IFC Helps Entrepreneurs With First Steps

Learning how to start and run a business often needs a guiding hand. For twenty-one year old Usama Hamid Khan, an IFC-backed Diploma in Entrepreneurship put him on the right track.

Usama HamidIn his native Pakistan, a country of 180 million people, Khan’s choice to start his own private business – has helped him create a job for himself and a small team of employees. In a nation where over 90 percent of Gross Domestic Product (GDP) originates from the private sector, nearly 70 percent of that comes from small firms. Khan borrowed capital from his father, yet was anxious about his ability to manage the risk. Luckily, the diploma offered by Management Development Institute (MDi) in collaboration with IFC’s Business Edge program taught him how to budget his investment, giving him a boost of confidence to take the leap and become the first person in his family to run his own business.

The course taught me how to be my own boss, how to plan my own business, and how to start an entrepreneurial venture,” he said. “The trainers had hands on experience and were entrepreneurs themselves.”

Backed by IFC and delivered by certified local trainers, Business Edge is a world-class training system that strengthens the management skills of owners, managers and staff of small and medium-sized enterprises (SME’s). Youth, hungry for these skills, are a growing target too.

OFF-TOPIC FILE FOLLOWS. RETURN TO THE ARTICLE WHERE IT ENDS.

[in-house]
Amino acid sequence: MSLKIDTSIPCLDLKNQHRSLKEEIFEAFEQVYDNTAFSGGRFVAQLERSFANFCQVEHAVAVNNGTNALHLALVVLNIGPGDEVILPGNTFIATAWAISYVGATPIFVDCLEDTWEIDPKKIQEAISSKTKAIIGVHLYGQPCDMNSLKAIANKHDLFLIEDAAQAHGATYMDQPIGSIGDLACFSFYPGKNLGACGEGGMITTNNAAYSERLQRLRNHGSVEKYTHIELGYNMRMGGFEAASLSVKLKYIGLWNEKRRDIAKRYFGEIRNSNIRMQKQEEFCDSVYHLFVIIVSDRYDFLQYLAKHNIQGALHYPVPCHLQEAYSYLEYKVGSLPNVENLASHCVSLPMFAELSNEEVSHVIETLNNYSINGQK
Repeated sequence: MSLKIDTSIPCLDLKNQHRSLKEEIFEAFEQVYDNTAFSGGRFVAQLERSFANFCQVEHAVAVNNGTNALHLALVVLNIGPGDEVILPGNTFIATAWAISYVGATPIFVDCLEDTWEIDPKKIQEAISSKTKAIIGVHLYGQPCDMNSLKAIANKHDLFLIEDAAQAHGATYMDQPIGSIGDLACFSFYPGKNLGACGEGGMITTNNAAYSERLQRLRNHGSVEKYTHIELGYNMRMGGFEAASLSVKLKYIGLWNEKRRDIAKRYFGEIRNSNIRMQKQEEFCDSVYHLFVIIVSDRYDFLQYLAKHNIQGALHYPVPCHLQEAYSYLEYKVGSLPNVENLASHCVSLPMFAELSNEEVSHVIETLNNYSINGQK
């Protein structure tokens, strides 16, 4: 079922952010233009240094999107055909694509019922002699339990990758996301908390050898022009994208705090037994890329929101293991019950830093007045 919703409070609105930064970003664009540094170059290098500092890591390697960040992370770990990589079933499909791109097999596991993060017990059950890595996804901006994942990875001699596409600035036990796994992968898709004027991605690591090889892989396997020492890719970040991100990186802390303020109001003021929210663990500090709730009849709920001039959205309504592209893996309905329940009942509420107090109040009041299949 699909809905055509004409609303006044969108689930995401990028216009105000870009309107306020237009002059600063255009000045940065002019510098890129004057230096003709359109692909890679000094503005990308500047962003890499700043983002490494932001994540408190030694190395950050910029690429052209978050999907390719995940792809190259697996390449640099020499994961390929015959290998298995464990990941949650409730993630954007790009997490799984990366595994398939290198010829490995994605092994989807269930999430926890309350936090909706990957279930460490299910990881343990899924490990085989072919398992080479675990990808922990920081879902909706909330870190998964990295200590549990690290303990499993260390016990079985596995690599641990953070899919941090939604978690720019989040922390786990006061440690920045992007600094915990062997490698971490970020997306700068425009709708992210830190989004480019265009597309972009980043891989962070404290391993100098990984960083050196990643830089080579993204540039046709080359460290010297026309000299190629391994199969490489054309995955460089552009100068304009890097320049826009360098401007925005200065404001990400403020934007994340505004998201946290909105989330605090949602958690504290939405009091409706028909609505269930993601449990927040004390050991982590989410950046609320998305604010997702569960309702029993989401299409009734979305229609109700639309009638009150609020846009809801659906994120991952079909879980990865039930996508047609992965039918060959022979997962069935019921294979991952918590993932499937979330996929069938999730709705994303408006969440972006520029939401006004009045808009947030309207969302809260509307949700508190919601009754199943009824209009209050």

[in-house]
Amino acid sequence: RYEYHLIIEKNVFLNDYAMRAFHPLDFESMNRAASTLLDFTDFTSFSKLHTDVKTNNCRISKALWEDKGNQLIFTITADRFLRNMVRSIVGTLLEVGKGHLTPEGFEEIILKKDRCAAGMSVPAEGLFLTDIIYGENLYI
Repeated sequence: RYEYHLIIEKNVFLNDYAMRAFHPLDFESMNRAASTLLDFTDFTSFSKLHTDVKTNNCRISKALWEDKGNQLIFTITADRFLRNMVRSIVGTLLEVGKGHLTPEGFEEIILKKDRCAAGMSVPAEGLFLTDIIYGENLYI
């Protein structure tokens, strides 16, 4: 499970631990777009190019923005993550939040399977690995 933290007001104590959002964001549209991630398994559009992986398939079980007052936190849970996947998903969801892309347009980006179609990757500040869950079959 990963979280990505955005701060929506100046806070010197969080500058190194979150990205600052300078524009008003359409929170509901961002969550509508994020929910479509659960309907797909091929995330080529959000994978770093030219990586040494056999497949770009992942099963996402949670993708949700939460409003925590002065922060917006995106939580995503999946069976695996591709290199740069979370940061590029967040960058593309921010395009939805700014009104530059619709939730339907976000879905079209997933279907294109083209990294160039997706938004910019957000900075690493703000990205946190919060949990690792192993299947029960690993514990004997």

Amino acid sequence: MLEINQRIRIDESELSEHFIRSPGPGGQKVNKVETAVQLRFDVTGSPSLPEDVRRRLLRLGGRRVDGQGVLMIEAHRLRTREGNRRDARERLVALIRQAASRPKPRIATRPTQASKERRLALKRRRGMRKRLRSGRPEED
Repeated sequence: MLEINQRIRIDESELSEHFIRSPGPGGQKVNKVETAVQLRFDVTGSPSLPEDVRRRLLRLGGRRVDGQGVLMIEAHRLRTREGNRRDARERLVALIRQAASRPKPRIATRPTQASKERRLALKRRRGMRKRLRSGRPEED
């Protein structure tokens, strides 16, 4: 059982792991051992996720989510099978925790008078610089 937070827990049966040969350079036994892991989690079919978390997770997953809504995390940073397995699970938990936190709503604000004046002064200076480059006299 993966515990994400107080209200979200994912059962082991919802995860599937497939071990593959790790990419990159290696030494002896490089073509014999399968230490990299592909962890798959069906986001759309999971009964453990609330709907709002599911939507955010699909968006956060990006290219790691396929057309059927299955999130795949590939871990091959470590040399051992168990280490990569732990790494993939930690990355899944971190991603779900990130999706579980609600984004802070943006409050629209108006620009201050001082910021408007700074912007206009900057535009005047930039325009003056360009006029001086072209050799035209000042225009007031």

Management Development Institute (MDi) joined the Business Edge program in January 2010 and has already trained over 1,350 participants in 65 Business Edge workshops, offering them practical management tools. The Institute developed and launched the Diploma in Entrepreneurship in January 2013, drawing on a package of different Business Edge modules.

Khan, one of over 50 participants who have successfully completed the diploma so far, learned how to understand the market and identify its needs. He discovered resourceful ways to find suppliers. Six months after completing the course, he partnered with a friend to launch an interior design and construction start-up Emarat Interiors.

He knew that for a small firm, publicity would be a challenge. But the Diploma had shown him creative ways to use word of mouth, budgeted, social media marketing that has brought him customers. In one example, Khan’s Facebook page lured in 30 percent new customers, he said.

With unemployment reaching 6 percent in the last year in Pakistan, the young and enthusiastic Khan has found a welcome way to create an income for himself and others. He is now employing one full-time and five part-time staff members.

Khan knows he still has a long way to go and believes this is just the beginning.

“While attending this course, I developed the blue print of the business idea,” he said. “If anyone wants to start a business and is lost on how to take the first step, this is a good place.”


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